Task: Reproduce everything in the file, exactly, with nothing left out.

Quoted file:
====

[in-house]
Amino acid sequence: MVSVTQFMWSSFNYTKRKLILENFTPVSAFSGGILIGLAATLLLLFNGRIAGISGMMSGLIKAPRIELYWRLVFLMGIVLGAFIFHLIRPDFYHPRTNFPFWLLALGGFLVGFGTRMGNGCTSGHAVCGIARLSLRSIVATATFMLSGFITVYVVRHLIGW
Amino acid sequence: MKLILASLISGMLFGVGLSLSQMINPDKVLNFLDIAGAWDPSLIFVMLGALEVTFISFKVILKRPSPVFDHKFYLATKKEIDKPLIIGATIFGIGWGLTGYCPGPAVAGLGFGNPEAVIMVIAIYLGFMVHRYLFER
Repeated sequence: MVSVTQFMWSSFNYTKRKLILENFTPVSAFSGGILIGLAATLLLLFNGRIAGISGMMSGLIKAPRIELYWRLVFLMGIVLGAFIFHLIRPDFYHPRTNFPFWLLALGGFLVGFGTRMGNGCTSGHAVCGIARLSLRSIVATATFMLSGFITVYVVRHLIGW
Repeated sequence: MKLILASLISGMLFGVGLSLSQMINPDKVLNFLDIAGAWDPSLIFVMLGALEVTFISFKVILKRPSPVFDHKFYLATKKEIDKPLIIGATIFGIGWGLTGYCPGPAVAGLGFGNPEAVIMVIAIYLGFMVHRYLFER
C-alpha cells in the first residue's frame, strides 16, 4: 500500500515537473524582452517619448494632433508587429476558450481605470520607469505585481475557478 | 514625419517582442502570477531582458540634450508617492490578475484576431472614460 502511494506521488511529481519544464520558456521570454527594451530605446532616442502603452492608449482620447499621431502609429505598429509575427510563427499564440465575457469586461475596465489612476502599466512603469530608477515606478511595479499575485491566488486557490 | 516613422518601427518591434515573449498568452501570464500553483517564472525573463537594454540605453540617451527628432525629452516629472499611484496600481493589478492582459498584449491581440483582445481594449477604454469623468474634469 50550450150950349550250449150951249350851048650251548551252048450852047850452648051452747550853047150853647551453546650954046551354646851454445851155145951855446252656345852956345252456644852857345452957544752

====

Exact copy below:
[in-house]
Amino acid sequence: MVSVTQFMWSSFNYTKRKLILENFTPVSAFSGGILIGLAATLLLLFNGRIAGISGMMSGLIKAPRIELYWRLVFLMGIVLGAFIFHLIRPDFYHPRTNFPFWLLALGGFLVGFGTRMGNGCTSGHAVCGIARLSLRSIVATATFMLSGFITVYVVRHLIGW
Amino acid sequence: MKLILASLISGMLFGVGLSLSQMINPDKVLNFLDIAGAWDPSLIFVMLGALEVTFISFKVILKRPSPVFDHKFYLATKKEIDKPLIIGATIFGIGWGLTGYCPGPAVAGLGFGNPEAVIMVIAIYLGFMVHRYLFER
Repeated sequence: MVSVTQFMWSSFNYTKRKLILENFTPVSAFSGGILIGLAATLLLLFNGRIAGISGMMSGLIKAPRIELYWRLVFLMGIVLGAFIFHLIRPDFYHPRTNFPFWLLALGGFLVGFGTRMGNGCTSGHAVCGIARLSLRSIVATATFMLSGFITVYVVRHLIGW
Repeated sequence: MKLILASLISGMLFGVGLSLSQMINPDKVLNFLDIAGAWDPSLIFVMLGALEVTFISFKVILKRPSPVFDHKFYLATKKEIDKPLIIGATIFGIGWGLTGYCPGPAVAGLGFGNPEAVIMVIAIYLGFMVHRYLFER
C-alpha cells in the first residue's frame, strides 16, 4: 500500500515537473524582452517619448494632433508587429476558450481605470520607469505585481475557478 | 514625419517582442502570477531582458540634450508617492490578475484576431472614460 502511494506521488511529481519544464520558456521570454527594451530605446532616442502603452492608449482620447499621431502609429505598429509575427510563427499564440465575457469586461475596465489612476502599466512603469530608477515606478511595479499575485491566488486557490 | 516613422518601427518591434515573449498568452501570464500553483517564472525573463537594454540605453540617451527628432525629452516629472499611484496600481493589478492582459498584449491581440483582445481594449477604454469623468474634469 50550450150950349550250449150951249350851048650251548551252048450852047850452648051452747550853047150853647551453546650954046551354646851454445851155145951855446252656345852956345252456644852857345452957544752